Why Your Teens Need “Gap-Filling” Mentors
This may sound crazy, but I’m already praying diligently for all of my kids to have godly grown-ups in their lives as teenagers. I desperately want them surrounded by other adults who love them, love Jesus and are willing to be invested in their lives. Essentially, I’m looking for mentors.
To me, this is absolutely critical.
Critical to their spiritual growth.
Critical to their mental and emotional health.
Critical to their character development.
Critical even to their physical safety and well-being.
Having other trusted grown-ups in tune with my children is such a gift. There are so many times when we might miss it as parents. We’re not always able to see our own kids clearly. Maybe because we’re busy and distracted. Perhaps because we just don’t want to see their faults. Or maybe because they can be really adept at hiding certain things.
There are also times when we see our kids with crystal clarity, but as we try to speak truth into their lives and circumstances, our advice and guidance falls on deaf ears. At times, our voice becomes white noise to our own children.
I want to be sure that in those times, I have the gaps ﬁlled.
I want my kids to be surrounded by Christ-following adults who can and will speak truth into their lives when I can’t.
I’ve played this role of “the gap-ﬁlling grown-up” as a small group leader for many girls as they came through our church youth group. My girls would seek my counsel on both the big things and the small things. The light and the heavy. Sometimes even just for a laugh or an “I see you.” And as a parent myself, I was SO happy to get to play that support role to all of their families.
Being a mom has indeed proven to be the most rewarding task in my entire life. However, it is also hands down the most difﬁcult. So basically, at any moment, on any day, I will literally JUMP at the offer for help in doing it well. The role these “gap-ﬁllers” play is the exact kind of help I desperately need and want.
I’m seriously already on my knees for them…
It seemed timely to include a copy of an “Open When…” letter I wrote to my graduating senior girls…
(The theme was “Open when you have trouble getting plugged in” in college)
Dear High School Graduate,
If you actually followed the rules and didn’t open this right when you got it, then I’m sure we’re all missing you like crazy by now!!! I wish I could give you a hug and have this conversation face to face. I hope you’ll call me after you’ve read this letter so I can tell you how much I miss you and how proud I am of you. I hope you’ve had tons of wonderful days in college so far, but if you’re reading this, then that probably means you’ve had a not-so-good one today.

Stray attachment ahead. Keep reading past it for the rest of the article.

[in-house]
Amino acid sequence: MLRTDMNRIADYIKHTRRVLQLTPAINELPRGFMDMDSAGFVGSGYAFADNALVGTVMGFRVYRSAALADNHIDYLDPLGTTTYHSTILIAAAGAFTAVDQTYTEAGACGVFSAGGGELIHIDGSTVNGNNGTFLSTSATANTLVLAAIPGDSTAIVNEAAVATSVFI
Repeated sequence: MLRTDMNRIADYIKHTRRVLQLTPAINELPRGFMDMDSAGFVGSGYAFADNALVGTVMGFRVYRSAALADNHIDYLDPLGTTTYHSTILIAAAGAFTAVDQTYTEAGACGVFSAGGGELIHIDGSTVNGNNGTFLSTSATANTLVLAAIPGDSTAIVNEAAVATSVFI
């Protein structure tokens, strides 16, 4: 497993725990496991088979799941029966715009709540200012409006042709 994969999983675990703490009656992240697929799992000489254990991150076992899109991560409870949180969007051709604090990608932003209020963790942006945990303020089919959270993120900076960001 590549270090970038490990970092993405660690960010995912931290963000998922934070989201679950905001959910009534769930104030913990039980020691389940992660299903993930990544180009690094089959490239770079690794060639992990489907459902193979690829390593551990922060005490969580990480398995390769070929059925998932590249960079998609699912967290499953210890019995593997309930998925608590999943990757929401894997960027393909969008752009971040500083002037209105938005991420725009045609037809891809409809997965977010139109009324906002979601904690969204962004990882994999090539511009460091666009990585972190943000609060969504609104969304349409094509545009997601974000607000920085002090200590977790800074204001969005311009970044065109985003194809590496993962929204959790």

Let me offer you some grace right where you are… hard days, even the worst of days, don’t mean that you’re failing at what you’re doing. Sometimes we just have tough days (or seasons) and we have to walk through those just like we walk through the good ones. I often hear people (old people like me) say to college students, “Man, those were the best days of my life! I wish I could go back!” and it makes me cringe. I could easily be one of those people who makes that comment when I think back on college. I honestly remember college very fondly as I step back and look at the big picture. It was so much fun, I made tons of wonderful friends, earned a degree, had some crazy fun adventures that make for great stories now, and learned a lot (or maybe a little) about how to be a grown-up. But when I pause the highlight reel and zoom in on certain days (especially during my freshman year!) there were some really tough ones. Some days when I felt lonely. Some days when I felt sad. Some days when I felt overwhelmed. Some days when I just missed home.
However, my most difﬁcult days were not focused on craving the familiarity of my old pre-college life. My greatest struggles were feelings of failure in my current college life. When I couldn’t ﬁgure out where I should be investing my time. When I was too scared or stubborn to get out of my comfort zone and try something new. When I couldn’t ﬁgure out who my new college best friends should be — the fun party girls from my dorm or the conservative Christian friends that I came expecting to meet. When I couldn’t ﬁgure out why I was frequently surrounded by drunk people. When I couldn’t seem to ﬁnd friends who believed the same thing I believed. When I was too lazy to get up for church on Sunday mornings. When I couldn’t ﬁgure out how I’d become so lukewarm in my faith. Those were my toughest days.
And if I’m totally honest with you, I could’ve done it better. I could’ve done college so much better.
So, I’ve been mulling it over to see if I can help you learn from my mistakes. If I got a do-over, this is how I’d do it knowing what I know now.